Executives Skeptical of Candidates’ Health Plans
Nearly three-quarters of corporate benefit executives say that taxing employees on the value of employer-provided health care benefit programs would have a negative effect on employees, according to a new survey.
Such a proposal is part of the health care reform platform endorsed by Sen. John McCain, R-Arizona, the Republican Party’s presidential candidate. McCain has proposed giving all taxpayers tax credits to offset the cost of health insurance premiums. The tax credit would be $2,500 for individual coverage and $5,000 for family coverage.
In turn, employees who receive coverage from their employers would be taxed on employer-paid premiums. McCain has said such a change in tax law would result in more equity between those who receive coverage from their employers and those who buy coverage on their own and under current law receive no tax breaks for obtaining the coverage.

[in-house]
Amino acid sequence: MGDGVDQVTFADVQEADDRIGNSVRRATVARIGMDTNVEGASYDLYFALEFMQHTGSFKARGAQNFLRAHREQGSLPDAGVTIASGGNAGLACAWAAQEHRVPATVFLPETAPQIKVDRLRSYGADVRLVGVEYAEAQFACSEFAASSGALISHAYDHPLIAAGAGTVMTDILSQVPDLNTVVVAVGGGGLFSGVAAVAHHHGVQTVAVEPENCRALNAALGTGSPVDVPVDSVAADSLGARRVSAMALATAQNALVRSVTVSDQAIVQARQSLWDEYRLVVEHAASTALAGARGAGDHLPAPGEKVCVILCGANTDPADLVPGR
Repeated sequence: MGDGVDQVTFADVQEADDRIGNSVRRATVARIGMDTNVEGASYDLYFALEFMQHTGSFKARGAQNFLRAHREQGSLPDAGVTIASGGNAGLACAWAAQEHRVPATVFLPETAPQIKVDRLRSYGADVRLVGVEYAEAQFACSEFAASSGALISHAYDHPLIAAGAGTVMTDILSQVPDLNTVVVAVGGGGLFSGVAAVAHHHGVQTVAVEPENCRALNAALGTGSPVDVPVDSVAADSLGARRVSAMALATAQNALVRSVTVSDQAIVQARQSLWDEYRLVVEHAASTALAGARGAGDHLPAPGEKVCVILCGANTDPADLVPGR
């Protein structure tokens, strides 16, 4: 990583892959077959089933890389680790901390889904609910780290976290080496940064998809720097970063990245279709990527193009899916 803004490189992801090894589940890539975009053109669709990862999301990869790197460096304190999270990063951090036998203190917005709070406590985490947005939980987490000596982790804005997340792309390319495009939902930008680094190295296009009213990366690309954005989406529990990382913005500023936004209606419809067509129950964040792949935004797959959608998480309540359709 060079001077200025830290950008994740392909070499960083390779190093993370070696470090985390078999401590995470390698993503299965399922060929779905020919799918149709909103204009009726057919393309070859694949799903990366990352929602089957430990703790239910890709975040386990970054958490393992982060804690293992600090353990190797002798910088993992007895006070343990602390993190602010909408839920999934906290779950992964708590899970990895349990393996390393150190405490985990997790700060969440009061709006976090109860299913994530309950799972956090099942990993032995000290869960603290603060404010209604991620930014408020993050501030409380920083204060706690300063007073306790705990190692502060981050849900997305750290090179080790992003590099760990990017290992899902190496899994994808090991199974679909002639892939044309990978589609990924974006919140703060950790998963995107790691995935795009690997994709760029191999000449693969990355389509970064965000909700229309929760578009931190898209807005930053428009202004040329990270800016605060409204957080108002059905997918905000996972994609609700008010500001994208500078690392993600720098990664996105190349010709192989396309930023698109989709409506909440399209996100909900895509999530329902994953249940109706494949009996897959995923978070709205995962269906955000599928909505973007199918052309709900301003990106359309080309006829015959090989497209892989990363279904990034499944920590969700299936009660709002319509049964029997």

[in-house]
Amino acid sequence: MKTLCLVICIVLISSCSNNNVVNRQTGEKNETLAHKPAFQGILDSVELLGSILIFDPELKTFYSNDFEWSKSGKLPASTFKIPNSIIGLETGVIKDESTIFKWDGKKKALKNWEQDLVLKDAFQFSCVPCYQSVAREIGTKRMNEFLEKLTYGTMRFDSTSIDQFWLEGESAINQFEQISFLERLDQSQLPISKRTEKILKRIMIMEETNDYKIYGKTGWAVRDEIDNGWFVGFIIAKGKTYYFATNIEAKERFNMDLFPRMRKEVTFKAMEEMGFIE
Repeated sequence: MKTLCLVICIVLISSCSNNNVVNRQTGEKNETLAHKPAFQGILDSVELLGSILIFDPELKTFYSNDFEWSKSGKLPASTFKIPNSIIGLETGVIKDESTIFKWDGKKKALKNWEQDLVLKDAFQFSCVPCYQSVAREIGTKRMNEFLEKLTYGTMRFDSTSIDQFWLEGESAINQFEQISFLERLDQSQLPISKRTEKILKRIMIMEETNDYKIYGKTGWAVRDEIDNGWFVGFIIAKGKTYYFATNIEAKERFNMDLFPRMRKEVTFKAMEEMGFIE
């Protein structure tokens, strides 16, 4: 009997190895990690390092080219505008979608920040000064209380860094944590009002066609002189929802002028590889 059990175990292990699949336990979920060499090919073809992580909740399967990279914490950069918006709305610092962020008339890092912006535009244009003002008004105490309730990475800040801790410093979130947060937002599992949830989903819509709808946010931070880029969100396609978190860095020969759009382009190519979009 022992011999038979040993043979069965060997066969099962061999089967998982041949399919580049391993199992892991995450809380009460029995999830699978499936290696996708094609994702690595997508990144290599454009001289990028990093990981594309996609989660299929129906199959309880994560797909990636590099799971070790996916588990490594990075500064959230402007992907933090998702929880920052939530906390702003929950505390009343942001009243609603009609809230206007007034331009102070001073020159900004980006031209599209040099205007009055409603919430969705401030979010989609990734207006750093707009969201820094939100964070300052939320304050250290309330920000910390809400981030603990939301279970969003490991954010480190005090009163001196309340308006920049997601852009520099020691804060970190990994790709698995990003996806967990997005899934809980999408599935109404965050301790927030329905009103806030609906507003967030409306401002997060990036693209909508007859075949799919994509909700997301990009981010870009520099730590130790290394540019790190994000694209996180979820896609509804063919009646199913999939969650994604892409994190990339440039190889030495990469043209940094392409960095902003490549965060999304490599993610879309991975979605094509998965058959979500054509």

But according to the survey conducted by the law firm Miller & Chevalier Chartered and the American Benefits Council, both based in Washington, 74 percent of corporate benefit executives said such a change would have a negative impact on employees.
A substantial number, 46 percent, of benefit executives also said requiring employers to offer health care coverage or pay a new tax—an idea endorsed by Democratic Party presidential nominee Sen. Barack Obama of Illinois—would have a strong negative effect on their workforces.
“This feedback should be a wake-up call to our political leaders that the people responsible for structuring and managing employer-sponsored health plans … are deeply skeptical about key elements of both presidential candidates’ reform proposals. Rather than taxing workers’ health benefits [or] compelling employers to provide coverage they can’t afford, candidates should focus on initiatives to control costs and promote top-quality care,” said American Benefits Council President James A. Klein in a statement.
The survey is based on the responses of 187 benefits executives.